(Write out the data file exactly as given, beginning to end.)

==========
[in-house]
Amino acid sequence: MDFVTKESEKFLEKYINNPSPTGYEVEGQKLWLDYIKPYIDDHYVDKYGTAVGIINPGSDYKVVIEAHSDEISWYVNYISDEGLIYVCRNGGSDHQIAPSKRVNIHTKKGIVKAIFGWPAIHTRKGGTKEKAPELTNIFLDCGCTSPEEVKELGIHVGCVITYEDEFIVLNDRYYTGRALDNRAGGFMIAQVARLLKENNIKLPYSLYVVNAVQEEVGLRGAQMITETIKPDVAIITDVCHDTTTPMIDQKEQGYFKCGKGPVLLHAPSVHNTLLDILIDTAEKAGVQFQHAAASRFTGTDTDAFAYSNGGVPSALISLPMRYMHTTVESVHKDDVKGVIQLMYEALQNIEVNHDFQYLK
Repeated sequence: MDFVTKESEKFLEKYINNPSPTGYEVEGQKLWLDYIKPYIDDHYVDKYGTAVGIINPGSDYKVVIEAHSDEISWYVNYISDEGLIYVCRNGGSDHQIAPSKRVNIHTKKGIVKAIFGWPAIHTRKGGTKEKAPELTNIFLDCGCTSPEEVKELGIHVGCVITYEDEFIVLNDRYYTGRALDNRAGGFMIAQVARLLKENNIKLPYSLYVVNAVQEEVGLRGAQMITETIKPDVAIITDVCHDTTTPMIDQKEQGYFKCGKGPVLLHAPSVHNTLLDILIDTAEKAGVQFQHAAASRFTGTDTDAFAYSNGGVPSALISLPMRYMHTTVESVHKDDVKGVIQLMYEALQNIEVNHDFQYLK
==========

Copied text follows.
[in-house]
Amino acid sequence: MDFVTKESEKFLEKYINNPSPTGYEVEGQKLWLDYIKPYIDDHYVDKYGTAVGIINPGSDYKVVIEAHSDEISWYVNYISDEGLIYVCRNGGSDHQIAPSKRVNIHTKKGIVKAIFGWPAIHTRKGGTKEKAPELTNIFLDCGCTSPEEVKELGIHVGCVITYEDEFIVLNDRYYTGRALDNRAGGFMIAQVARLLKENNIKLPYSLYVVNAVQEEVGLRGAQMITETIKPDVAIITDVCHDTTTPMIDQKEQGYFKCGKGPVLLHAPSVHNTLLDILIDTAEKAGVQFQHAAASRFTGTDTDAFAYSNGGVPSALISLPMRYMHTTVESVHKDDVKGVIQLMYEALQNIEVNHDFQYLK
Repeated sequence: MDFVTKESEKFLEKYINNPSPTGYEVEGQKLWLDYIKPYIDDHYVDKYGTAVGIINPGSDYKVVIEAHSDEISWYVNYISDEGLIYVCRNGGSDHQIAPSKRVNIHTKKGIVKAIFGWPAIHTRKGGTKEKAPELTNIFLDCGCTSPEEVKELGIHVGCVITYEDEFIVLNDRYYTGRALDNRAGGFMIAQVARLLKENNIKLPYSLYVVNAVQEEVGLRGAQMITETIKPDVAIITDVCHDTTTPMIDQKEQGYFKCGKGPVLLHAPSVHNTLLDILIDTAEKAGVQFQHAAASRFTGTDTDAFAYSNGGVPSALISLPMRYMHTTVESVHKDDVKGVIQLMYEALQNIEVNHDFQYLK